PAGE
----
Remembering Mary Tyler Moore

January 25th started out as a pretty standard day, great even. Then, I overheard the following at work: “Mary Tyler Moore just died.” I froze. Nooooo. I had known of Mary’s health problems, but I struggled with accepting the fact that the woman I had always viewed as a strong, resilient fighter was really gone.

The real life Mary was always an excellent role model—she was a lifelong animal rights activist and worked intimately with the JDRF to raise awareness of type 1 diabetes (a condition Mary herself had). Still, like countless others, it was through her two most iconic television roles that I came to “know” her: Laura Petrie on The Dick Van Dyke Show and Mary Richards on The Mary Tyler Moore Show. 

In addition to the fact that each sitcom features iconic performances from Mary, both are essential viewing for anyone even slightly interested in comedy writing and strong female sitcom characters. Laura was charming, intelligent, quick-witted, just as funny as Dick Van Dyke’s Rob Petrie, and one heck of a dancer. Also, thanks to Mary’s influence, Laura revolutionized the way women dressed on television by donning her now iconic capris pants.

What is also worth noting about The Dick Van Dyke Show is how loving and mutually respectful the marriage between Rob and Laura was. Unlike many later sitcoms, where one half of the couple is “in charge” while the other half is often portrayed as a submissive buffoon, thus resulting in a somewhat repetitive cycle of “good cop vs bad cop”, Rob and Laura were true equals. They joked together, danced together, and when they argued neither of them ever came off as controlling or condescending. From episode to episode, the two alternated who was the “straight-man”, giving Van Dyke and Moore equal chance to play the fool.

A few years later (1970 to be exact) on her eponymous sitcom, Mary Tyler Moore continued to break ground as a woman whom was not a wife or mother—she was just Mary Richards. Career-driven, independent and funny, she was more than capable of helming her own story as the protagonist.

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In the pilot episode “Love Is All Around” (the same name as the series’ iconic theme song by Sonny Curtis), a newly single thirty-year-old Mary relocates her life to Minneapolis. She settles into a new apartment and quickly makes new friends (notably Valerie Harper’s quick-witted Rhoda Morgenstern). Then, in one of the most memorable scenes of the series, she interviews for a job at WJM-TV with Ed Asner’s gruff yet lovable news director Lou Grant:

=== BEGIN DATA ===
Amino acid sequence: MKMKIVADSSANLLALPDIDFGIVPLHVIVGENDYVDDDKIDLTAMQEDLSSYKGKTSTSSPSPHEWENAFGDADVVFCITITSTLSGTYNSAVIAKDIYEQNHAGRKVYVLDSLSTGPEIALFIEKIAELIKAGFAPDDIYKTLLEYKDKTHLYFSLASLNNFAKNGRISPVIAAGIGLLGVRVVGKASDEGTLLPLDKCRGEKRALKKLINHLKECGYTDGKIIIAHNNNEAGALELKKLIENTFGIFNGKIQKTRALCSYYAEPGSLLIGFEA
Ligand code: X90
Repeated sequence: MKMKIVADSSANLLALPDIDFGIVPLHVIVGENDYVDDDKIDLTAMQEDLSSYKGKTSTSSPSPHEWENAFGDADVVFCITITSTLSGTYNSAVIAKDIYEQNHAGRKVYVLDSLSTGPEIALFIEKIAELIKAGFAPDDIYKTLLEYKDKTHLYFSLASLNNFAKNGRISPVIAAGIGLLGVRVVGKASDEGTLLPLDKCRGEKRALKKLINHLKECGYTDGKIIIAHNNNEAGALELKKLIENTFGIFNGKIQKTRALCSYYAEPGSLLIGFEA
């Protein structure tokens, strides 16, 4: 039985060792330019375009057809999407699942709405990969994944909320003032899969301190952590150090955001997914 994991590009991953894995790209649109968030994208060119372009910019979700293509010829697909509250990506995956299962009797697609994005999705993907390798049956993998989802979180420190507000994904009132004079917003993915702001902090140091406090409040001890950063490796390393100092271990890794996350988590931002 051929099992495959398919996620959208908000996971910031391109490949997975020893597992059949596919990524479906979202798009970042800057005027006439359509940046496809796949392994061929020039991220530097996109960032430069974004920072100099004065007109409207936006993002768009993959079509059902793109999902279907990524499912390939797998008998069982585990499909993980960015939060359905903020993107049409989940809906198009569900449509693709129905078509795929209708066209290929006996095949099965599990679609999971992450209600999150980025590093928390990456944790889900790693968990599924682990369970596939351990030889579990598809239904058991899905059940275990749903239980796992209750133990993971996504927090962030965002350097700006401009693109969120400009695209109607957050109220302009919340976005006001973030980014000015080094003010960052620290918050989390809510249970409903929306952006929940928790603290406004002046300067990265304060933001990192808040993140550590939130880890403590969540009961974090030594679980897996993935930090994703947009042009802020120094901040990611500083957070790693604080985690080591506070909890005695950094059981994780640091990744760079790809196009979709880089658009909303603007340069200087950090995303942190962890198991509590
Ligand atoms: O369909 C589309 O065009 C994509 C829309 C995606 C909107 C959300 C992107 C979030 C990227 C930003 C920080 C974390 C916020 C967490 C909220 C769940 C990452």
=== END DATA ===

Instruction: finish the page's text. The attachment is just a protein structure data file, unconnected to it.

Lou: “What religion are you?”

Mary: “Mr. Grant, I don’t quite know how to tell you this, but you’re not allowed to ask that when someone’s applying for a job. It’s against the law.”

It’s a quick exchange, not nearly as iconic as the line anyone probably thinks of when remembering this pilot (referring to, of course, Lou’s “You know what, you’ve got spunk…I hate spunk!”), but it establishes something even more important about Mary’s character. Yes, of course Mary’s spunky; despite Asner’s excellent comic timing and delivery, the audience hardly needs reminding of such an obvious fact—especially when the aforementioned exchange between Mary and Lou so perfectly highlights Mary’s willingness to speak her mind, no matter whom she’s addressing or what the issue at hand may be. As the scene continues, Mary confirms that she will indeed be what the television landscape (and real life) is always in need of: an outspoken, confident woman who is willing and ready to fight for what she wants and knows she deserves. As Lou hired Mary as his Associate Producer, so too did countless women watching choose Mary as someone they not only wished to emulate as countless still saw her in themselves.

Decades later, this legacy continues. Thank you, Mary; thank you for your smile, individuality, independence, and spunk.